This post was going to be something else entirely and then my brain went off on a tangent, as it tends to do. During the Bible study meeting on Wednesday, one of the women said she doesn’t drink here in the states, but when she traveled to Germany recently, she had a beer. She said she imbibed because it was part of the culture. I didn’t really think much about this statement until today when I had a conversation with my mother.
My mom told me that her parent’s religious beliefs informed her that it wasn’t okay to dance, drink or wear makeup. My mom is guilty of all three and is one of the nicest ladies you’ll ever meet, but that’s beside the point. I asked when she made that change in her belief system. “When I left home.”
So without the accountability to her parents and their church, my mom put on some lipstick, went to a USO dance with a friend, probably had a Vodka Tonic or two and ended up meeting my dad in 1950.
Hold on a second. This will possibly make sense in a minute.
Then at that same Bible study I asked if God was wrathful (as he has been portrayed in earlier times) or was he a kind loving God that you could ask, “Hey God, I’m really thinking I should dye my hair red, what do you think?”
One woman said he was like a parent who wants the best for us, but knows we’re going to mess up.
My dad once told my mom, “If they kids don’t turn out okay, it’s your fault because you’re always with them.” And she was. My dad wasn’t around much. So, in a sense, my dad was kind of like God in that we knew he was somewhere and that he probably loved us (at least we hoped so), but we were held accountable for our actions by our mom who was just a person.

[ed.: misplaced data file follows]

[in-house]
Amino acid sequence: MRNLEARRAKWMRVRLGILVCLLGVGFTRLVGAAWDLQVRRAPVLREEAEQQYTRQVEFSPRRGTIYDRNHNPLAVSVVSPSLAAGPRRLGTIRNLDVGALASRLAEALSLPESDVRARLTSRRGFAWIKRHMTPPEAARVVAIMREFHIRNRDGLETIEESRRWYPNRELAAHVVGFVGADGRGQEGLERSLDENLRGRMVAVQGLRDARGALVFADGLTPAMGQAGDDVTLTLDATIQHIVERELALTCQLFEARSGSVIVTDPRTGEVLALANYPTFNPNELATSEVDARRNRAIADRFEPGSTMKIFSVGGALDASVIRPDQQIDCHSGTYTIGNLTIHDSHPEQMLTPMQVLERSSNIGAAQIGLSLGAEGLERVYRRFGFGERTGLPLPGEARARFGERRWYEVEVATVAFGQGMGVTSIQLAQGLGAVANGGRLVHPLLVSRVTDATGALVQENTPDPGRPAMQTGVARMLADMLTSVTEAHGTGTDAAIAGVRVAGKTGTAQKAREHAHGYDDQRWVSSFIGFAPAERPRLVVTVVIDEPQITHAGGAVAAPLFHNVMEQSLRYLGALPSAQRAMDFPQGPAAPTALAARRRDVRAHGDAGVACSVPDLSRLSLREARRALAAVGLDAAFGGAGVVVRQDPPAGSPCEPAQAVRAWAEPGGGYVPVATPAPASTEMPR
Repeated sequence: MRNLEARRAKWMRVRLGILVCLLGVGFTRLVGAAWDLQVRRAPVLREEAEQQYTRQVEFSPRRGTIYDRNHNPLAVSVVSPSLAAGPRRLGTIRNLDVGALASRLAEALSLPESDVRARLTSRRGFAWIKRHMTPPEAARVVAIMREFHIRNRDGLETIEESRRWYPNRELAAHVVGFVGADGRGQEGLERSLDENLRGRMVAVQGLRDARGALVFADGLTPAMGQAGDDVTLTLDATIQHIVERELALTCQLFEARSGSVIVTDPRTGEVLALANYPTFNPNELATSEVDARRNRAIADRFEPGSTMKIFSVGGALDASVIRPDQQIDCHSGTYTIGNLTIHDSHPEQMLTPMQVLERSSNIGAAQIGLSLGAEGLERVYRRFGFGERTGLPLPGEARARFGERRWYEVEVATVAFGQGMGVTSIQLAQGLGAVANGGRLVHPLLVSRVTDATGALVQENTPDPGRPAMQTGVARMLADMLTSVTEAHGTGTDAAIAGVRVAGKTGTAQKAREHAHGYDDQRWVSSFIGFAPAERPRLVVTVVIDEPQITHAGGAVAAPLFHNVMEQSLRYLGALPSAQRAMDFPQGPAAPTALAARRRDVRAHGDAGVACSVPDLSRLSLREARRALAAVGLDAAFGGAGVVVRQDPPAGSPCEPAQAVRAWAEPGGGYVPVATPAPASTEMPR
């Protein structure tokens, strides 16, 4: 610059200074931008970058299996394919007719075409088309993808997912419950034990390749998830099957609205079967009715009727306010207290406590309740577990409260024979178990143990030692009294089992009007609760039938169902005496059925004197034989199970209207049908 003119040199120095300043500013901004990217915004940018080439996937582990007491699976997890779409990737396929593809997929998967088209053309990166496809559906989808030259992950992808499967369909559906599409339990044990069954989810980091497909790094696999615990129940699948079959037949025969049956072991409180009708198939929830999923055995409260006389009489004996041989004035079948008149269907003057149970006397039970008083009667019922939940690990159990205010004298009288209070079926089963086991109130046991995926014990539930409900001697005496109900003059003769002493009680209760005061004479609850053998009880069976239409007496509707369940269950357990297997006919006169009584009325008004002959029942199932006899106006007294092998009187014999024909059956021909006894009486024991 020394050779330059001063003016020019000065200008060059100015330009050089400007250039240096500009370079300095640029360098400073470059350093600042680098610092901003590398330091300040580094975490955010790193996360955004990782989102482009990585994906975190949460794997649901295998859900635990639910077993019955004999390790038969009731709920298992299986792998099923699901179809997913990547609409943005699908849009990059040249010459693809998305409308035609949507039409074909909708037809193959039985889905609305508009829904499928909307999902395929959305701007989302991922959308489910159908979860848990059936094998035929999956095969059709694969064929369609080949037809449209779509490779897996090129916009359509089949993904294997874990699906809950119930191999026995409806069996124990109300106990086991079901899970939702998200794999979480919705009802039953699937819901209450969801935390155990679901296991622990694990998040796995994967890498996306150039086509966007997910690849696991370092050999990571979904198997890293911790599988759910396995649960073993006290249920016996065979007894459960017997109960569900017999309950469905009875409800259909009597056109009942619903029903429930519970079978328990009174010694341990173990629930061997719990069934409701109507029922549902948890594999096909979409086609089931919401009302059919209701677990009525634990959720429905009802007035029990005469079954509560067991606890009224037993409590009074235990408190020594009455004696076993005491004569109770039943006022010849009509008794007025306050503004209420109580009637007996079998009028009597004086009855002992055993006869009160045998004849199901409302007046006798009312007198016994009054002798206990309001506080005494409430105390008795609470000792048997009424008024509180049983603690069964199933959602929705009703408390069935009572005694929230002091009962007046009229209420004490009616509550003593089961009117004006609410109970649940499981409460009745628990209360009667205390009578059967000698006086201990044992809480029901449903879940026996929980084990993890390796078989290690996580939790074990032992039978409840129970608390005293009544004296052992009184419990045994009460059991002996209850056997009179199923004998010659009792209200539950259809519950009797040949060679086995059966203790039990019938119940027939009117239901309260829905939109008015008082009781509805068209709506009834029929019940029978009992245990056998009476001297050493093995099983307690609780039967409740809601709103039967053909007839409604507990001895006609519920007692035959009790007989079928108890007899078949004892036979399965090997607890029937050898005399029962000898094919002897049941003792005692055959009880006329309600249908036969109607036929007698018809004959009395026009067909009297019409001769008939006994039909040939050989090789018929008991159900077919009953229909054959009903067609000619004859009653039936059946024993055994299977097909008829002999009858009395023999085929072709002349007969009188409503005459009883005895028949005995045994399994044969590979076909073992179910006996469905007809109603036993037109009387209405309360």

Up next at the Bible study, I asked if technology (being able to watch a sermon from their church on their home computer) was making a physical church obsolete. Were people important? They all agreed that the fellowship at the church was very important to their spiritual journey.
So, if we think we’re cool with God, why do we place so much importance on what other people think about us and our actions? Do we act differently with different groups of people? Are you truly your self in front of the member of your church? How about your best friend? Your spouse? Your kids?
My head hurts.
Do we fear God’s judgment as we take our last breath or is it really the judgment of people we surround ourselves with on a daily basis? And if it’s the latter, maybe people attend church to be held accountable to their peers who supposedly play by the same rules that they do.
But aren’t we all guilty of something? How do we behave when we think no one is looking?
We could drink too much or cheat on our spouses or cheat on our taxes or gossip like Perez Hilton or covet our neighbors new Lexus or swear like a sailor or whatever. If we think that everyone else is living to a higher standard because that’s what they present to us, we end up feeling like a failure. So, do we stay in the gutter wallowing in all of our faults and shortcomings or do we say, this is who I am warts and all and I still want to have a relationship with God?
I tried to make sense of these thoughts by explaining them to a friend today. She recalled a story of one of her friends who happened to be very religious. This woman was having a party and she told my friend, “You may want to tone it down, my church friends are going to be here.” In other words, I like you, but you can’t be yourself in front of my other group of friends.
And with that, I want to thank you for reading my totally rambling post that doesn’t make much sense to me at the moment.
But before I go, I’d like to leave you with a little exercise to think about. I want you to think of your worst day, a day when you did something that you’re not particularly proud of. Okay, now here’s the kicker. It’s been videotaped and will be televised. If you believe in God, then he/she has already seen it. God was there when you were doing it, remember? But your friends have not seen it. This is how you will be remembered.